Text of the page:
After forecasts backed by historical data and mathematical models, I think a bit of speculation about the next iPhone models couldn’t hurt. It’s a common practice, starting basically the day after launch: “What will Apple do next?”. I’ll try to be reasonable and work with some previous trends:
- An obvious trend these past years was Apple launching a new iPhone design every two years, alternating with models keeping the same design with improved specs and features. We had the ‘same design, better specs’ in 2011 (iPhone 4S) and 2013 (iPhone 5S); and new designs in 2010 (iPhone 4), 2012 (iPhone 5) and 2014 (iPhone 6). It’s safe to assume that in 2015 we will see – again – the same design refreshed with higher specs.
- Another, more recent, pattern is to increase the number of models per launch: every year until 2012 we had one new device per year, but since then there were two: in 2013 the flagship iPhone 5S and the ‘cheaper’ 5C; and in 2014 two large-screen flagships, 6 and 6 Plus. I think it’s entirely possible to see three different models launched in 2015.
So, with this in mind, how will the next lineup look like?
- The flagship model will be the iPhone 6S, at the same size and design as the 2014 iPhone 6, but with improved specs: a higher capacity battery and optical image stabilization like the current 6 Plus. Maybe Apple will finally upgrade the base storage option to 64GB on this model, to keep it selling at the higher 299$ price point.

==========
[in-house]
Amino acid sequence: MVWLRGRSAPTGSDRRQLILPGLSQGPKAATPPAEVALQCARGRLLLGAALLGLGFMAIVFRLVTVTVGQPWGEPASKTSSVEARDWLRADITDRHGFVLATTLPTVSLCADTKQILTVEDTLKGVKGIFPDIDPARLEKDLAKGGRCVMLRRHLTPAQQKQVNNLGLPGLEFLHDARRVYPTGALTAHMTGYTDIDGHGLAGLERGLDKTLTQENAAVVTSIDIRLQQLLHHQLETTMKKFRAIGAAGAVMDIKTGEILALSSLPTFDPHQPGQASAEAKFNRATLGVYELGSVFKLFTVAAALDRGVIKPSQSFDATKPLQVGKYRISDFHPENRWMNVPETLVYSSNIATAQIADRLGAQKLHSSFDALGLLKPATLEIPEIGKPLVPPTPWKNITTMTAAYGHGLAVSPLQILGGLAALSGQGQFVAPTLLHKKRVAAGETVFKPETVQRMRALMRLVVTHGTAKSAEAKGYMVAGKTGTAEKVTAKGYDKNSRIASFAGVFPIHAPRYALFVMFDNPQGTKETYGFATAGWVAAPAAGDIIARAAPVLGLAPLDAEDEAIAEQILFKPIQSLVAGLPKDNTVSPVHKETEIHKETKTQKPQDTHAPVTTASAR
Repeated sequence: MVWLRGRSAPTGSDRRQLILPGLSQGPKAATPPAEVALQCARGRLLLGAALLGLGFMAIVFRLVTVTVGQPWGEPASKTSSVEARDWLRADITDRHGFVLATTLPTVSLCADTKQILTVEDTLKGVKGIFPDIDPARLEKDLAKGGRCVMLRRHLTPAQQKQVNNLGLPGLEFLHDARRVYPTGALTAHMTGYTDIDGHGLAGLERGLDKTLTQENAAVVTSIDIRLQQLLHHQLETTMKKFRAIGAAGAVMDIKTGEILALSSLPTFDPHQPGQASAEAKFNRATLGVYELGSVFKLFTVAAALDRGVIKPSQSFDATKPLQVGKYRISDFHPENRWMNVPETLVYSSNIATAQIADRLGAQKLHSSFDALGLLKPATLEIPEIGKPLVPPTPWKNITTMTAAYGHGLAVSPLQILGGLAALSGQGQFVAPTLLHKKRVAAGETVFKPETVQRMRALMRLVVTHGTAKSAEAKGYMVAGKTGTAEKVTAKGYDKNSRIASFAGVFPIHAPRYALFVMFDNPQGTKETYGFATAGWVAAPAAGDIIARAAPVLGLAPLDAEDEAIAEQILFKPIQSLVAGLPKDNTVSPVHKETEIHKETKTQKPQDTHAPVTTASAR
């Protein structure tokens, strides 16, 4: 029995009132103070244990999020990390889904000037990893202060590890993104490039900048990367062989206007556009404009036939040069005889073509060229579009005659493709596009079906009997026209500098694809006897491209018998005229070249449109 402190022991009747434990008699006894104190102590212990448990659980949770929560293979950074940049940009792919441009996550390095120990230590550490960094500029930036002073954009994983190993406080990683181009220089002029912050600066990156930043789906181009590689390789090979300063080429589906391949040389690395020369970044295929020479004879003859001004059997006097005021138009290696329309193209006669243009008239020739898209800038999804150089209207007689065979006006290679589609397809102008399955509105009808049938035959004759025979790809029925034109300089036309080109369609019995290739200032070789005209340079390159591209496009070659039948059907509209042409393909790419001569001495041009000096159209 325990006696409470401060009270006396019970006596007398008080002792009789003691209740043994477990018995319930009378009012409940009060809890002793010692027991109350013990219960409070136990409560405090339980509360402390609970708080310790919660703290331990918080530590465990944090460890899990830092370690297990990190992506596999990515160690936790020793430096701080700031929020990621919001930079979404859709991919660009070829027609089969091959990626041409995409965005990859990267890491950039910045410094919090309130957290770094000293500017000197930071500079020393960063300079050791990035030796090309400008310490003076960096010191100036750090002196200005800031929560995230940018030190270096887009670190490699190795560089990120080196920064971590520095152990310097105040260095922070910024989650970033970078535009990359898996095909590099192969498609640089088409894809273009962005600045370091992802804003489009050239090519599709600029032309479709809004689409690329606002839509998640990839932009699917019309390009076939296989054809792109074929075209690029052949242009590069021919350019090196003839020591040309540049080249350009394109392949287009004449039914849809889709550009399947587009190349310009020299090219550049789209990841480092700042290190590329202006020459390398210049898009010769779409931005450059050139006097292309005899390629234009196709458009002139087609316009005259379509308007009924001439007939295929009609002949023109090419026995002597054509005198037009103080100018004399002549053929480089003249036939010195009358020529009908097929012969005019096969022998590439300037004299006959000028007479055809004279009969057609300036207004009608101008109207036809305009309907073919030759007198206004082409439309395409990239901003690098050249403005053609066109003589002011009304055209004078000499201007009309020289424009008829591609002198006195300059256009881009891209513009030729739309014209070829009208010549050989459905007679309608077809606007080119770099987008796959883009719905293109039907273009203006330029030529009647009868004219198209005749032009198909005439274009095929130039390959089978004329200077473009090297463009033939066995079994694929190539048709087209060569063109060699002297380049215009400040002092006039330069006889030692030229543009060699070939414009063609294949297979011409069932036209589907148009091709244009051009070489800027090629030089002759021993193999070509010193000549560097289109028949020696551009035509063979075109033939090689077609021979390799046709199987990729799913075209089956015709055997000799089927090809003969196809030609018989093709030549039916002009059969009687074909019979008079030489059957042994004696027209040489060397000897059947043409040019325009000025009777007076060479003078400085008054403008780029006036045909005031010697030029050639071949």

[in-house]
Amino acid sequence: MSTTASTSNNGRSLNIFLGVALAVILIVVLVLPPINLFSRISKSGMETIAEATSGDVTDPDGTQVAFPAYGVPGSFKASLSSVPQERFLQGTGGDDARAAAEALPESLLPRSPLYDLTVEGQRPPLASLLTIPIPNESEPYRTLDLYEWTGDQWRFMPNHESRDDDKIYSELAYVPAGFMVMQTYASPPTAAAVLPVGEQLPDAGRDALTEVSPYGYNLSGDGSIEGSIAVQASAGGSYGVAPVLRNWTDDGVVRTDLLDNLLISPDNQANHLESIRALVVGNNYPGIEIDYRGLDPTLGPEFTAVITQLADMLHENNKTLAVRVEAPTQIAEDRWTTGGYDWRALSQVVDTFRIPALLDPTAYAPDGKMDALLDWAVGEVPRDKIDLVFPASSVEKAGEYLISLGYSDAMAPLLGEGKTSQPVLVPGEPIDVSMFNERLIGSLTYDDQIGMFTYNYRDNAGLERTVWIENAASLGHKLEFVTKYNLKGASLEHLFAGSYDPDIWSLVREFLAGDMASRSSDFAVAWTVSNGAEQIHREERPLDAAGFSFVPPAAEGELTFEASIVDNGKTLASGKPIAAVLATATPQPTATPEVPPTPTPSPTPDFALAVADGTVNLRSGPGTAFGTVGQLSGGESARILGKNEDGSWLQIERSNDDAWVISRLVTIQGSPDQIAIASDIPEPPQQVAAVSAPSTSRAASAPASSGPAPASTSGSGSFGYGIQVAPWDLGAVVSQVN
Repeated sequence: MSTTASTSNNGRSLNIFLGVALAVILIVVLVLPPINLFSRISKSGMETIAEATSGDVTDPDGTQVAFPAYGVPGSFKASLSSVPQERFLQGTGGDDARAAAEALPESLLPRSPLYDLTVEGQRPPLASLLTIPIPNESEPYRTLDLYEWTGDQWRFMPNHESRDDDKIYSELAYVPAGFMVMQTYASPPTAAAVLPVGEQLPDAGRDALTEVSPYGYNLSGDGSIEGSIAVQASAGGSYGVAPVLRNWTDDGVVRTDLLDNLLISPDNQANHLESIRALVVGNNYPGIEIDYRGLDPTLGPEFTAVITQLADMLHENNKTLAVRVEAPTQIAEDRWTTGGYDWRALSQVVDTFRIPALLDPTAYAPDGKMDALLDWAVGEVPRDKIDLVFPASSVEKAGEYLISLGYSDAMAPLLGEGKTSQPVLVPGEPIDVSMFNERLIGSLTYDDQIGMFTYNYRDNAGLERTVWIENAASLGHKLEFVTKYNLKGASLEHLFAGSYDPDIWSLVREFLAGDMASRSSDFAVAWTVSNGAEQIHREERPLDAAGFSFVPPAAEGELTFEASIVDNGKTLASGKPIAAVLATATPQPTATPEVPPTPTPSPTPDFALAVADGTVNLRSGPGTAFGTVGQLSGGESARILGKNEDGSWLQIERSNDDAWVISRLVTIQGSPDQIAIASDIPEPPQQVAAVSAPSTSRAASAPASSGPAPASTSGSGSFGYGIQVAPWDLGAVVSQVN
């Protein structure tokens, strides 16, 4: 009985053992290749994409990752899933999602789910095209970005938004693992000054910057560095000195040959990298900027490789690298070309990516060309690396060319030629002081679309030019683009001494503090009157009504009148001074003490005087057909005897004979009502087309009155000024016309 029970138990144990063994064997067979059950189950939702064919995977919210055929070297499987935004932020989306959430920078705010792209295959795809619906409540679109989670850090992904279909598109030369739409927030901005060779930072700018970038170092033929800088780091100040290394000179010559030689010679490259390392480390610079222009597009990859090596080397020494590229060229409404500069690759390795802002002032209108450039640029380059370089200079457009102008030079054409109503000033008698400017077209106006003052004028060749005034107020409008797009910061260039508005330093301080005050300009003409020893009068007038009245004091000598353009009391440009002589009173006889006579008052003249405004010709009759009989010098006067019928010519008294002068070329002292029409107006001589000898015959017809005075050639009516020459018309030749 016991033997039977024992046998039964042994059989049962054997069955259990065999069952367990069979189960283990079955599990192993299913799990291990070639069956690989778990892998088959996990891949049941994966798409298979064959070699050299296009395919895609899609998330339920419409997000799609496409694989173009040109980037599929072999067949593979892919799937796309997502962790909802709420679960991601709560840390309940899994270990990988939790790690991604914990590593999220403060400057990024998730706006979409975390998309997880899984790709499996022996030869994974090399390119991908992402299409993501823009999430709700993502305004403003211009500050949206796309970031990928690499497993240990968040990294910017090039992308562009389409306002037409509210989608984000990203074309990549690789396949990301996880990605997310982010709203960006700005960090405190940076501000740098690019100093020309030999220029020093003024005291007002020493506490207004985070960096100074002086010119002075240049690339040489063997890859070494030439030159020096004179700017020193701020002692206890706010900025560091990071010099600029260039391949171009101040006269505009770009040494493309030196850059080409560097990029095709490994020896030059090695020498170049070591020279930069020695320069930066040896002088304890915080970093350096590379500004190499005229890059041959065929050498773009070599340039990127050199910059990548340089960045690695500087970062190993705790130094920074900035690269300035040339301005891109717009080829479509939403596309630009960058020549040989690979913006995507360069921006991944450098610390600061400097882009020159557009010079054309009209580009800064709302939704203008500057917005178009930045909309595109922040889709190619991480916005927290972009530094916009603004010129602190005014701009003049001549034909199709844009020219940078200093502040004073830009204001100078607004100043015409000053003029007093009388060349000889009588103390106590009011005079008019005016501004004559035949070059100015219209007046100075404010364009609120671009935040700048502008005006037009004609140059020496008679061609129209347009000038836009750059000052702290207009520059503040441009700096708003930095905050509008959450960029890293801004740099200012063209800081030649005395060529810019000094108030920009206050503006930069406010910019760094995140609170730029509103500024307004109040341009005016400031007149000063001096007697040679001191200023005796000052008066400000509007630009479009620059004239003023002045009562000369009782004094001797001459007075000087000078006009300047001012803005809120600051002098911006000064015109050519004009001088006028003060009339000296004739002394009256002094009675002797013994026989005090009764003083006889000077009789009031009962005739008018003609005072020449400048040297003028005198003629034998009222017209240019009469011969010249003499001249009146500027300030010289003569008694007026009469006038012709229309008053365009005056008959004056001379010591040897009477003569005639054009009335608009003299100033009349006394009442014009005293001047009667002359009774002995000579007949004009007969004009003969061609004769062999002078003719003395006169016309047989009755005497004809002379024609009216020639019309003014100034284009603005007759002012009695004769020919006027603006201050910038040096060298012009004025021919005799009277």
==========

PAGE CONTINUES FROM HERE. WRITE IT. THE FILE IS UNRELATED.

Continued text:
- The next model will be the 6 Plus, with the same larger screen, but with minimal improvements except for the lower, 199$ starting price. The 6 Plus will continue to receive upgrades, but on a longer, 2-year cycle.
- The third model in the offer will probably not be the iPhone 6, but its ‘color’ version, a 6C, with the same specs as last year, but the plastic casing and color options of the 5C (which will be discontinued).
- The forth will still be the 4-inch iPhone 5S to satisfy demand for smaller phones, now selling for ‘free’ – maybe with a slight redesign to match the curved edges of the larger models. It’s possible that the 5S will be replaced with a color 5C with current 5S internals (instead of the 6C), but I don’t think it’s very likely: if businesses buy iPhones to distribute to employees, they will aim for the cheapest model, and the 5S design looks much more business-like than the flashy colors of the 5C.
Of course, we are still 9 months to go before a new iPhone event, so Apple has plenty of time for surprises!